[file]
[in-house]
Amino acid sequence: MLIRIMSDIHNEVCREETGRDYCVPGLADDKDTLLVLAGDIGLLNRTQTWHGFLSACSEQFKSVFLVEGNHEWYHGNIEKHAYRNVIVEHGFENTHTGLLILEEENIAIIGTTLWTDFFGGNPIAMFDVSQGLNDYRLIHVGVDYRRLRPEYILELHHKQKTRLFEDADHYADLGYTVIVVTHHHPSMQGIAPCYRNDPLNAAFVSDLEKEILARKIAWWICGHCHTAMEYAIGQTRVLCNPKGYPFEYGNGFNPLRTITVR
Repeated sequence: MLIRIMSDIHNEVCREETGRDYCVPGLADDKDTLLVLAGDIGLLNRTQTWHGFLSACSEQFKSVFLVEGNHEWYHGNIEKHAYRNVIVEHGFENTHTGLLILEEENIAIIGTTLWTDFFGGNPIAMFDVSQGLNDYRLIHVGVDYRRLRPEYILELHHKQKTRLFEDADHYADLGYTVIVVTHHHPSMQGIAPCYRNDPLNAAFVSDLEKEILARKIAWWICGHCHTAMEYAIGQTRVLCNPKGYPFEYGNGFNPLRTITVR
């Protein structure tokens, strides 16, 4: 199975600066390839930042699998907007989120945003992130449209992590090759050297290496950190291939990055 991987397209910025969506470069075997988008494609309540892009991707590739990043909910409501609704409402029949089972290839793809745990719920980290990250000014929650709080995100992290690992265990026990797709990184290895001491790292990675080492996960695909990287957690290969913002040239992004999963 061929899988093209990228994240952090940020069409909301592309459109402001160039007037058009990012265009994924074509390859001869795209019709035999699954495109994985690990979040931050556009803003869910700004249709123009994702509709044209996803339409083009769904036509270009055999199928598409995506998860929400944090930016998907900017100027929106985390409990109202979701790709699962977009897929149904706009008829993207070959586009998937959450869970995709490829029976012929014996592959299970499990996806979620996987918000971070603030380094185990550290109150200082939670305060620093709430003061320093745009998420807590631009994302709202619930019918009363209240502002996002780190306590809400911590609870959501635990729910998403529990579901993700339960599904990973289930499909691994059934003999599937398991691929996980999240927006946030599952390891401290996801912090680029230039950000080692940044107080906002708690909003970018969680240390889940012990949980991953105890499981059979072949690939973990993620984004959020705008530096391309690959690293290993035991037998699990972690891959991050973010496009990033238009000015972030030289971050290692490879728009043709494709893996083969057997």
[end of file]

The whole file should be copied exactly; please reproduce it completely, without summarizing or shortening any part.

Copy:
[in-house]
Amino acid sequence: MLIRIMSDIHNEVCREETGRDYCVPGLADDKDTLLVLAGDIGLLNRTQTWHGFLSACSEQFKSVFLVEGNHEWYHGNIEKHAYRNVIVEHGFENTHTGLLILEEENIAIIGTTLWTDFFGGNPIAMFDVSQGLNDYRLIHVGVDYRRLRPEYILELHHKQKTRLFEDADHYADLGYTVIVVTHHHPSMQGIAPCYRNDPLNAAFVSDLEKEILARKIAWWICGHCHTAMEYAIGQTRVLCNPKGYPFEYGNGFNPLRTITVR
Repeated sequence: MLIRIMSDIHNEVCREETGRDYCVPGLADDKDTLLVLAGDIGLLNRTQTWHGFLSACSEQFKSVFLVEGNHEWYHGNIEKHAYRNVIVEHGFENTHTGLLILEEENIAIIGTTLWTDFFGGNPIAMFDVSQGLNDYRLIHVGVDYRRLRPEYILELHHKQKTRLFEDADHYADLGYTVIVVTHHHPSMQGIAPCYRNDPLNAAFVSDLEKEILARKIAWWICGHCHTAMEYAIGQTRVLCNPKGYPFEYGNGFNPLRTITVR
């Protein structure tokens, strides 16, 4: 199975600066390839930042699998907007989120945003992130449209992590090759050297290496950190291939990055 991987397209910025969506470069075997988008494609309540892009991707590739990043909910409501609704409402029949089972290839793809745990719920980290990250000014929650709080995100992290690992265990026990797709990184290895001491790292990675080492996960695909990287957690290969913002040239992004999963 061929899988093209990228994240952090940020069409909301592309459109402001160039007037058009990012265009994924074509390859001869795209019709035999699954495109994985690990979040931050556009803003869910700004249709123009994702509709044209996803339409083009769904036509270009055999199928598409995506998860929400944090930016998907900017100027929106985390409990109202979701790709699962977009897929149904706009008829993207070959586009998937959450869970995709490829029976012929014996592959299970499990996806979620996987918000971070603030380094185990550290109150200082939670305060620093709430003061320093745009998420807590631009994302709202619930019918009363209240502002996002780190306590809400911590609870959501635990729910998403529990579901993700339960599904990973289930499909691994059934003999599937398991691929996980999240927006946030599952390891401290996801912090680029230039950000080692940044107080906002708690909003970018969680240390889940012990949980991953105890499981059979072949690939973990993620984004959020705008530096391309690959690293290993035991037998699990972690891959991050973010496009990033238009000015972030030289971050290692490879728009043709494709893996083969057997």